It is used to talk, eat, chew, identify tastes and even to kiss with passion… We tell you four curiosities about the tongue, a very important organ for our body.

Although we may not be aware of it, the tongue is involved in many of the activities we perform every day. And for this it needs to be of a certain shape and have specific characteristics. Some of them are very curious, by the way.

Given its importance, it deserves care that we sometimes overlook. Read on and find out these curiosities about the tongue and how to keep it healthy.

Tongue heals very quickly

Although biting the tongue is a fairly common and very annoying situation, these injuries usually heal quickly. One of the curiosities about the tongue is that it heals very quickly.

Wounds, sores and small lesions on its surface disappear in a short time thanks to the tissues that form it and the constant contact with saliva. Superficial wounds heal within a few days. The deeper ones do not persist for more than 3 weeks.

You should be attentive to lesions on the tongue that do not close. They may be an indication that something is wrong and you should consult a health professional.

Tongue does not get tired

One of the curiosities about the tongue is that this organ does not get tired or fatigued. And this despite the fact that it is in constant movement.

The tongue moves most of the day to eat, speak and swallow. And although it does not tire, it is not the strongest muscle in the body as some say. The jaw muscles exert more pressure; the gluteus and quadriceps exert more force. And the heart works the hardest.

Moreover, as we have already mentioned, the tongue is not a single muscle. It is made up of 17 different muscles that work together.

Tongue has more than 10,000 taste buds

Taste buds are a group of sensory receptors that allow us to perceive taste. They cannot be seen with the naked eye. They are tiny in size and are located inside the lingual papillae.

Therefore, the papillae that we mentioned when describing the tongue, which are observed as protuberances on the lingual surface, are not the taste buds, but contain them.

A person can have up to 10,000 taste buds. They are replaced approximately every 2 weeks.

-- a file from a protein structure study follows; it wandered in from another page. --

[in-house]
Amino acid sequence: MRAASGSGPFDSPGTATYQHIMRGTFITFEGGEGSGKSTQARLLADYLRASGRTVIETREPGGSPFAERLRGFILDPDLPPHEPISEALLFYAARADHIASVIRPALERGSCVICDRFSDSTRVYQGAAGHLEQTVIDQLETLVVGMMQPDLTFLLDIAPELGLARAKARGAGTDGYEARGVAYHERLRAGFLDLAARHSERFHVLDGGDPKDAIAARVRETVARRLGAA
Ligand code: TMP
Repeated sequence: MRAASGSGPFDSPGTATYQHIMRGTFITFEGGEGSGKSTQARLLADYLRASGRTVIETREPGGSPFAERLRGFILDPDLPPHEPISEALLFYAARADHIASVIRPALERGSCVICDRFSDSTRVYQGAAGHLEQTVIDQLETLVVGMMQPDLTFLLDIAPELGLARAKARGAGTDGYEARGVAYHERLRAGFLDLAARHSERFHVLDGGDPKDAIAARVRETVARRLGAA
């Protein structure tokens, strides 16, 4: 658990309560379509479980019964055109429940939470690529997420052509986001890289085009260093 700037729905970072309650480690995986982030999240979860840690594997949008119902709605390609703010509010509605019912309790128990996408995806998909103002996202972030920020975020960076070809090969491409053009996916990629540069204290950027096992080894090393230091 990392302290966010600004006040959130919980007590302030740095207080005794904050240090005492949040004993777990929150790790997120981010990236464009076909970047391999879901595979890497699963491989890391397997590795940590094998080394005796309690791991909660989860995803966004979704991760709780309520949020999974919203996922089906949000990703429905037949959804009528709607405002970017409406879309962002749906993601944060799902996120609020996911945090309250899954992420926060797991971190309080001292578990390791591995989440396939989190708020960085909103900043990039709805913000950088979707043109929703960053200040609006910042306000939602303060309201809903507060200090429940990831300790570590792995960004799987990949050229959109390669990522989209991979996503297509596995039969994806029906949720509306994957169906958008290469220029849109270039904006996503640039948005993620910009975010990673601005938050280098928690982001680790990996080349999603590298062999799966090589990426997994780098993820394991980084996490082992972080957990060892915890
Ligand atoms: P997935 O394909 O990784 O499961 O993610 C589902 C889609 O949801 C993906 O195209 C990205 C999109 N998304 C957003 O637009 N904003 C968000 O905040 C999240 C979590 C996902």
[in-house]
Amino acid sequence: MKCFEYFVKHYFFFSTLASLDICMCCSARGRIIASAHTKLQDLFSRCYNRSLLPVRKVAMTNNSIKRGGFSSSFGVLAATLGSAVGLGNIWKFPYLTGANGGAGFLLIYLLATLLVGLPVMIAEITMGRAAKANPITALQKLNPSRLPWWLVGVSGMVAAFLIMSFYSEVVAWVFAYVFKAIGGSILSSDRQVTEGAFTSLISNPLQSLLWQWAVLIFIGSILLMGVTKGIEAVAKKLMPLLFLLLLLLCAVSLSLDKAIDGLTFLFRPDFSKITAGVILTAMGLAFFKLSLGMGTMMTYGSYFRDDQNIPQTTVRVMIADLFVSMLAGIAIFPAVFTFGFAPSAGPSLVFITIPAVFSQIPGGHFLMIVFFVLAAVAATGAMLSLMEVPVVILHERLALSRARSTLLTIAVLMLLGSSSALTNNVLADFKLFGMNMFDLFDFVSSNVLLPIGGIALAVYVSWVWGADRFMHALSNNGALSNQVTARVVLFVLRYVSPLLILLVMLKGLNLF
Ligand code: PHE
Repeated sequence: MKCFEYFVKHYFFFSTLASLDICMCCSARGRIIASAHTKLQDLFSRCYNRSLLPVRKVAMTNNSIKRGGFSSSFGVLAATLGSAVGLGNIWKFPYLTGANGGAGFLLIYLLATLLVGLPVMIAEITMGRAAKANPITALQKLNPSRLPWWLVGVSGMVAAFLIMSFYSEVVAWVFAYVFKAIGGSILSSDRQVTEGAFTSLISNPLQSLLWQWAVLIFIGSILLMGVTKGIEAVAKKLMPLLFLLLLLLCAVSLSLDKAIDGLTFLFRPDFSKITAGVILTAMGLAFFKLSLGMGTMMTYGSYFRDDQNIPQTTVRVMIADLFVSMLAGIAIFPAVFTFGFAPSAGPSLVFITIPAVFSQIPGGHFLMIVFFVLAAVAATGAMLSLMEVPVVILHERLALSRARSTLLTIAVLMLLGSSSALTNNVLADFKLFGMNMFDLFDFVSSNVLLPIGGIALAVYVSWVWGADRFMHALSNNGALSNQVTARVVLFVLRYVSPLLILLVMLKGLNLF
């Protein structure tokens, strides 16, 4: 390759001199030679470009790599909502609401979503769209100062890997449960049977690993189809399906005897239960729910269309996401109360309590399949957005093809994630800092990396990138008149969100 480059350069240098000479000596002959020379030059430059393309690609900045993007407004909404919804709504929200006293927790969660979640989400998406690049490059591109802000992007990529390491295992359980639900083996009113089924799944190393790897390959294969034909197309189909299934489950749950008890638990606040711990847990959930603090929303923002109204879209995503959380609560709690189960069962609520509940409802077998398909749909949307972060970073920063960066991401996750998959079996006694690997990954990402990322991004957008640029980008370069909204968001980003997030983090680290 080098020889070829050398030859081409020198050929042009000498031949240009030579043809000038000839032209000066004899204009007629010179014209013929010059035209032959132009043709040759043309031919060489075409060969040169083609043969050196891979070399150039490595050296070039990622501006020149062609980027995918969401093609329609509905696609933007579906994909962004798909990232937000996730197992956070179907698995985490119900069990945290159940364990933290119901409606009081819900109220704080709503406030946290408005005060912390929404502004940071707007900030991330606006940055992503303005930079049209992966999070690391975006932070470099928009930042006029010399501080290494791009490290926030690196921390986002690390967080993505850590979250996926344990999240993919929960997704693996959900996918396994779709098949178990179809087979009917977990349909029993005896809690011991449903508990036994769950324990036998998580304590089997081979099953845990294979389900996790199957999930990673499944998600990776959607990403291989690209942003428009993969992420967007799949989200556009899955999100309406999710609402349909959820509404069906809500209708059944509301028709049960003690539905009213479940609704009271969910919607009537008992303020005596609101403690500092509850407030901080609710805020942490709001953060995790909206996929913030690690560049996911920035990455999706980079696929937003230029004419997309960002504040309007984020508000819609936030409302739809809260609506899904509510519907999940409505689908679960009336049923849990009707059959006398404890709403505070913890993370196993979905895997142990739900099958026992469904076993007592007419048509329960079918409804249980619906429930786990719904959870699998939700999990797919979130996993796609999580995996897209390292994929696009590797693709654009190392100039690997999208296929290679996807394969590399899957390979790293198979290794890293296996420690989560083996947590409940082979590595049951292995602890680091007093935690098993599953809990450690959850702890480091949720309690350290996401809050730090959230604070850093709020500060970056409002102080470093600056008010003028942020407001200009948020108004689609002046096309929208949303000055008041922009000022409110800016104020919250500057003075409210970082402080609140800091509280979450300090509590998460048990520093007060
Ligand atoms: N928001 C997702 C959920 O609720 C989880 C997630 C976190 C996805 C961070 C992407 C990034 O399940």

As we age, some of them do not regenerate, decreasing their number. Older people may have between 2 and 5 thousand taste buds in function. This explains why children perceive taste differently from adults.

You should know that, thanks to the taste buds, it is possible to distinguish the taste of food, but not its flavor. This requires the sense of smell. From the combination of taste and smell comes the real taste of food. This is why, when we have a cold, some foods may feel bland.

The tongue is commonly divided into different zones that perceive different tastes. But the truth is that all tastes (sweet, salty, sour, bitter and umami) can be felt in all parts of the tongue.

It is true that most of the taste buds are located on the tongue. But there are other parts of the body that also have them. Taste receptors have been found in the back of the throat, in the epiglottis, sinuses and nose. Infants and young children perceive taste through the mucous membranes of their lips and cheeks.

Tongue can become fat

This is another of the tongue’s curiosities. There is a correlation between the volume of fat on the tongue and obesity. As you gain weight, this organ also gets fatter.

In addition, a large tongue may be associated with obstructive sleep apnea disorder. This condition, in which breathing stops for a moment during sleep, is very common in obese people.


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